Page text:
By Darby Tarlow
Walking around downtown Ithaca on a bright day, it’s hard to miss the plethora of murals on each street corner and electrical box. Images of blooming flowers, Harriet Tubman, snarling dinosaurs, and many other curiosities splatter across walls and lend a backdrop to the day-to-day lives of bustling Ithacans. While these beautiful artworks permeate our spaces and our lives, their stories and ramifications yearn for exploration. Public murals have a colorful history of being intimately entwined with cultural politics and Ithaca’s murals are no exception to this tradition of transforming public spaces into public forums for cultural and political ideas.
Inspired by curiosity about the stories of the murals, I decided to investigate. On a sunny Tuesday afternoon, I met with Caleb R. Thomas, one of a team of organizers at Ithaca Murals, near the Ithaca Commons in front of the iconic “Black-eyed Susan” mural, an ode to the beautiful native blossom by artist Kellie Cox. Battling the cacophony of buses and cars speeding past, Thomas carefully articulated what it means for social activism to be expressed through public art. He quoted famous artist and social activist Favianna Rodriguez: “When culture shifts, policy changes.” This breed of social activism aims to inspire cultural shifts as the catalyst for institutional reformation.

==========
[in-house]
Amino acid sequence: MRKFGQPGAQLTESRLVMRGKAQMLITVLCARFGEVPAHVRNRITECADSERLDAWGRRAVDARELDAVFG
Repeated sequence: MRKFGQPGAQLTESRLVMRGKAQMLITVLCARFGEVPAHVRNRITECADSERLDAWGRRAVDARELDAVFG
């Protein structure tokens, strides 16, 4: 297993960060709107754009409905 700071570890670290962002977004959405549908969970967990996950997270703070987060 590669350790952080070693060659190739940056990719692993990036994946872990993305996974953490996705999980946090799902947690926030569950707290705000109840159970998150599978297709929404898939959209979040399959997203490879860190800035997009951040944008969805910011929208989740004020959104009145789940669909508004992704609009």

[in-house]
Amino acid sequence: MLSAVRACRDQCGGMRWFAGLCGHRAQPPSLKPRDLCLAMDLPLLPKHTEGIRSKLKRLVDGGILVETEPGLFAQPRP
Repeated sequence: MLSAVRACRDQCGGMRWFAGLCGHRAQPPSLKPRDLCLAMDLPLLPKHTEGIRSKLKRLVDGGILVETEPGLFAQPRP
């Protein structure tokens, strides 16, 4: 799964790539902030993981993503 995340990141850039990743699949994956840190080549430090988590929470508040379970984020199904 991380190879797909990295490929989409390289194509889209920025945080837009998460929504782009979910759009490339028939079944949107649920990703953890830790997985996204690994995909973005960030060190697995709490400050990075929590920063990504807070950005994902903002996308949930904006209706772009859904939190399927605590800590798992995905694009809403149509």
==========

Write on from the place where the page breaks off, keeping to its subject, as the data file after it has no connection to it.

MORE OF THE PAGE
Many of the murals we encountered on the guided tour encoded a morality exalting multiculturalism, diversity, and nature:
Honoring local Indigenous Peoples of the region (Brandon Lazore, 400 year Anniversary Mural, 2013); Honoring African-American history (Jonathon Matas, On the Master’s Horse, 2010); Honoring native plants (Kellie Cox, Native Plants of NY, 2012); Honoring Muslim culture (Lachlan Chambliss, Portals to Peace).